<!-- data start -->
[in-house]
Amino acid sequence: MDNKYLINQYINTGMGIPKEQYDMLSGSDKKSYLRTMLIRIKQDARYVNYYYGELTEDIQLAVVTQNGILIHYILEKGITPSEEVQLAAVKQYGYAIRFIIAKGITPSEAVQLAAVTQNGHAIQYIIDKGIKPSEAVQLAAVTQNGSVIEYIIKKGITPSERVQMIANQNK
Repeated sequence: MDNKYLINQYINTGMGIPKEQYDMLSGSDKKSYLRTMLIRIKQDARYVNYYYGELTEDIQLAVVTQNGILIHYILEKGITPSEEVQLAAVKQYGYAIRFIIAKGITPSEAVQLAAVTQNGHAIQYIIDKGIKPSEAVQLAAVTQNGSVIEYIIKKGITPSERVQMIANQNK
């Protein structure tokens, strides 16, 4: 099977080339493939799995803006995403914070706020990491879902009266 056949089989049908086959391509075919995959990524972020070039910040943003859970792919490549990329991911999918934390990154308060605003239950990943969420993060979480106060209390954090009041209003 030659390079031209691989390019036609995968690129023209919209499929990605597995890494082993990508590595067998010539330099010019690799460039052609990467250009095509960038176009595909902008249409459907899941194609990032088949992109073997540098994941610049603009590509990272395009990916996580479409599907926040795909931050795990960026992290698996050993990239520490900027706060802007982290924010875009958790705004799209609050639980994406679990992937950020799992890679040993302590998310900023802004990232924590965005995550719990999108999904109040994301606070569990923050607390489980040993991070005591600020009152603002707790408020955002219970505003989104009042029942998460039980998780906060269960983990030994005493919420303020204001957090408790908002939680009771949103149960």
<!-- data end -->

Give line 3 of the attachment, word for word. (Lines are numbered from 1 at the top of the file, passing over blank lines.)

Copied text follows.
Repeated sequence: MDNKYLINQYINTGMGIPKEQYDMLSGSDKKSYLRTMLIRIKQDARYVNYYYGELTEDIQLAVVTQNGILIHYILEKGITPSEEVQLAAVKQYGYAIRFIIAKGITPSEAVQLAAVTQNGHAIQYIIDKGIKPSEAVQLAAVTQNGSVIEYIIKKGITPSERVQMIANQNK